Armando Salguero

Armando Salguero: Miami Dolphins are in trouble from top to bottom of organization

These Dolphins are the worst team in the AFC East, and the worst team the franchise has put on any field since Cam Cameron’s crew turned in that abomination of a season in 2007.

That ugly truth could be seen in snapshots everywhere, both during and after the Dolphins latest failure, a 38-20 loss to the New York Jets on Sunday that put to bed any wild hopes this season could be rescued by a run to the playoffs.

The snapshots?

Bring the offense into focus:

Interim coach Dan Campbell called it “anemic right now,” and the description fits because this unit hasn’t put 21 points on a scoreboard since Oct. 25, and that’s one of the reasons the team has lost four of the past five games.

This offense makes staying in games practically impossible because, as it did against the Jets, it takes the football 10 times and punts eight times while serving up a Ryan Tannehill interception on another possession.

It’s not until the score is 21-0 and all but decided in the third quarter that somebody wakes up, and the Dolphins finally score a touchdown.

And it is not until the game is completely out of reach at 35-7 that the offense becomes productive against a defense that knows the game is practically over.

That’s when this offense will score two inconsequential, unsatisfying, statistics-padding touchdowns.

A garbage offense producing in garbage time.

The picture of the defense is a bit better. But not much.

This defense has more meetings than Congress. It had a meeting that Ndamukong Suh led last week, in which he apparently implored teammates to follow his lead. Suh had one solo tackle, which was a stop for a loss, and one hit on the quarterback against the Jets.

That’s it.

Follow him!

Kelvin Sheppard also called an impromptu gathering on the sideline Sunday when the score was 28-7. He obviously felt the game could still be won and wanted his teammates to respond.

They responded by allowing a 31-yard Chris Ivory touchdown run that made the score an embarrassing 35-7.

Afterward, Campbell described his team as “fragile.”

“I just think with where we’re at, we need to get some momentum early as a whole team,” Campbell said. “I feel like our defense played good, and they’re taking a lot of snaps. I think our defense had 42 snaps at halftime. Our offense had 21. So they’re going, ‘Hey, we forced a punt again.’ And then the offense gets it back, they punt. Offense gets it back, they punt. Offense gets it back, they punt.”

And then the offense finally responds, but it is too late because by then the defense, either having lost either the strength or will to compete, has already collapsed.

And so what’s the problem? Who’s to blame?

Start with the person who decided 5-10 Brent Grimes covering 6-4 Brandon Marshall was a good idea. It was a mismatch nightmare that Marshall turned into nine receptions for 131 yards and two touchdowns.

The Dolphins mixed their coverage and rolled their coverages but also asked Grimes to cover one-on-one at times, and he simply wasn’t up to the assignment. And this was the second or third game in which Grimes has lost these kind of matchups this season, including an outing at Buffalo weeks ago.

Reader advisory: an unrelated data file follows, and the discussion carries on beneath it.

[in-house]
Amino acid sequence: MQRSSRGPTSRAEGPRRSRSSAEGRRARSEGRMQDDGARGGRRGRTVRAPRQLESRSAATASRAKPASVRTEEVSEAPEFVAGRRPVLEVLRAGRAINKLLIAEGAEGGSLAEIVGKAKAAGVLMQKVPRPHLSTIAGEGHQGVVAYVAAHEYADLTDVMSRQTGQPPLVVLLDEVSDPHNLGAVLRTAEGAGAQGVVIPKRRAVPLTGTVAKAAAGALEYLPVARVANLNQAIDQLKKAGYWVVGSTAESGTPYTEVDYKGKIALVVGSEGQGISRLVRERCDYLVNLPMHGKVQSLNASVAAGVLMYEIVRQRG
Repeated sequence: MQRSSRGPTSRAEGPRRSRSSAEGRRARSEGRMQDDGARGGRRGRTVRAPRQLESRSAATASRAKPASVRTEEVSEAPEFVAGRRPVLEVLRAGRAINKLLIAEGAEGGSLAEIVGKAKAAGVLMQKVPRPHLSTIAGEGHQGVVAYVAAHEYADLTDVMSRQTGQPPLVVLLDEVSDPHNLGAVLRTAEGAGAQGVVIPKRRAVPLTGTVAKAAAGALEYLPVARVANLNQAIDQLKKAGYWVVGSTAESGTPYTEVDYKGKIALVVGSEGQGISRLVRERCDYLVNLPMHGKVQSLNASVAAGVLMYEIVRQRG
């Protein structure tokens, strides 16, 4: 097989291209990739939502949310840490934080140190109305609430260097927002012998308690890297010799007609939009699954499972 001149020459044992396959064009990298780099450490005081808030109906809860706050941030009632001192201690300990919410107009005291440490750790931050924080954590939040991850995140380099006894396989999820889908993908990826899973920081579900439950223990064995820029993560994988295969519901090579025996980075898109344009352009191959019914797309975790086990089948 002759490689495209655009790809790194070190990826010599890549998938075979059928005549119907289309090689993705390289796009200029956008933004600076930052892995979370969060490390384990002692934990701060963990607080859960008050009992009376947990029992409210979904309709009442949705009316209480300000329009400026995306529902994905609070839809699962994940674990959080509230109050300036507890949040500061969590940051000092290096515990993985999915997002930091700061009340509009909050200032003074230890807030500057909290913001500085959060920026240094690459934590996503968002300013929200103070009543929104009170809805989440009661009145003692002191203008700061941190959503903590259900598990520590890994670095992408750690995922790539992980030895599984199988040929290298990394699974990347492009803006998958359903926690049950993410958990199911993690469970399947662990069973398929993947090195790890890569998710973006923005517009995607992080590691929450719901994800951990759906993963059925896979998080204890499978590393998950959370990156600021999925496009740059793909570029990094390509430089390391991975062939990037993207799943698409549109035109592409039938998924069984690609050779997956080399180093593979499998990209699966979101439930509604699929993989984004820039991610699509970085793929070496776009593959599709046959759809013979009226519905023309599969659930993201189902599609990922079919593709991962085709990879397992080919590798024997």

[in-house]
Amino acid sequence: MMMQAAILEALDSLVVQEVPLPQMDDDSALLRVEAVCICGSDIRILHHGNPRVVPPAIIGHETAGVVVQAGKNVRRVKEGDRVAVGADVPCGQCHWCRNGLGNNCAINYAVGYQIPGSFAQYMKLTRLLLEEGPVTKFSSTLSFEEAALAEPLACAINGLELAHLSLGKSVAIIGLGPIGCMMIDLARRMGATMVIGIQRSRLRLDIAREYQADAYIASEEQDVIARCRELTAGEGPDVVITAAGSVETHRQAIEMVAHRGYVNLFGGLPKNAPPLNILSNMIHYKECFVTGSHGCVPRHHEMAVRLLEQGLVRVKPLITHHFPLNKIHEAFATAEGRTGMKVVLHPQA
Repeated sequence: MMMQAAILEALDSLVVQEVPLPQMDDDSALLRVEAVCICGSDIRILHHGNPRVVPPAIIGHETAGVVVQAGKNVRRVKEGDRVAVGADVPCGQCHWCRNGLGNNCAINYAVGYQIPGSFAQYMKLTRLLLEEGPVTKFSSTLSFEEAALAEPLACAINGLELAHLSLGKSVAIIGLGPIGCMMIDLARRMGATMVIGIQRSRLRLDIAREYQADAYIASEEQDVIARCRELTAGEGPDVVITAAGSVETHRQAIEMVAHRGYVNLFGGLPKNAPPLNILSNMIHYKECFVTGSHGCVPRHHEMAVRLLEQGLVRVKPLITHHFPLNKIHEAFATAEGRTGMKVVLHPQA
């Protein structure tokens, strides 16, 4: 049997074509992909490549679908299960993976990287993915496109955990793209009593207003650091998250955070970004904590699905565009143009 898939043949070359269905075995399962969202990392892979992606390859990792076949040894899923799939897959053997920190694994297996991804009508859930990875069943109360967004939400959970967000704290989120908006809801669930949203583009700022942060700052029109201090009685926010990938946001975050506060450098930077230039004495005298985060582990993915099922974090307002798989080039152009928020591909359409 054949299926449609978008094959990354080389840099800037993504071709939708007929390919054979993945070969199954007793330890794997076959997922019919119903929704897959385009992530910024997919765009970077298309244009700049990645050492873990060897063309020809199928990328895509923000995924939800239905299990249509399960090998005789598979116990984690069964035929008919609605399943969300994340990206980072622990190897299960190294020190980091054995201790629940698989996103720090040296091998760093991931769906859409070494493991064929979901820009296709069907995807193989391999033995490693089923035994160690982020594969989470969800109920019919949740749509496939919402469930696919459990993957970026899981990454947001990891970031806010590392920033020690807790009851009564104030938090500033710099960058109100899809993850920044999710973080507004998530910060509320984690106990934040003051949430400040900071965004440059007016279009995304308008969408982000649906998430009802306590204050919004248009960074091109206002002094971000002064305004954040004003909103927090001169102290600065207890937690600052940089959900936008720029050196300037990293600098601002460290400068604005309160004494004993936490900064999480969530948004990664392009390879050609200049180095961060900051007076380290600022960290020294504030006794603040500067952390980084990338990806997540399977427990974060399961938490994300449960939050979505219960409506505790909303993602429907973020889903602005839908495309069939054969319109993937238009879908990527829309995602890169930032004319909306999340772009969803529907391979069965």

But Grimes isn’t the reason the Dolphins are in last place. He’s not the biggest problem that needs addressing going forward. Indeed, he’s the best cornerback on a team that curiously does not play its most promising cornerback — Bobby McCain.

Jamar Taylor is consistent only in that he has been beaten for a touchdown a couple of weeks in a row now. Brice McCain isn’t a fit on the boundary. And did I mention the linebacker situation should be a worry, too?

This offense, meanwhile, needs to be scrapped. Anyone who has been watching and seen the handoffs on third-and-long or the 7-yard bubble screen on third-and-10 already knows that.

This offense is supposed to have evolved from the Don Coryell system. Except it looks nothing like Air Coryell or that rolling, rollicking attack the Washington Redskins rode to a Super Bowl in the early 1990s.

This offense looks like a college, pop-gun attack that specializes in 6-yard slants on third-and-8. It is failing in Philadelphia — the evil twin to Miami’s offense — because the defensive coordinators have apparently caught up.

It is failing with the Dolphins. I don’t believe that to be a coincidence.

To make matters worse, the offensive line plays with little to no cohesion. Someone is always holding or getting flagged for a false start. Someone is always missing a block. And it’s not getting better with center Mike Pouncey headed to an MRI on Monday to check out a foot injury that had him leaving the stadium in a walking boot.

Where does this all lead?

It leads to the top. It leads to ownership. It leads to personnel. It leads to a coaching staff that clearly is weeks from being replaced en masse because their audition to win full-time work has failed.

This team is in trouble top to bottom, folks, and I’m not meaning just because it is winless in five games against division opponents. This team is in trouble because no one has solutions for what ails the entire organization.

No one is raising a hand and proclaiming, “I know how to fix this.”

Indeed, Tannehill might as well have spoken for everyone when he made it clear he’s shocked the situation is as bad as it is.

“It’s mind-blowing, it’s frustrating, it’s disappointing,” he said. “It’s tough to find enough words to describe it. I think it’s hard. It’s hard to see and take a realistic look of where we’re at and see why we’re here. It’s hard.

“But it’s on us. We got ourselves in this position, and we can only look at ourselves.”

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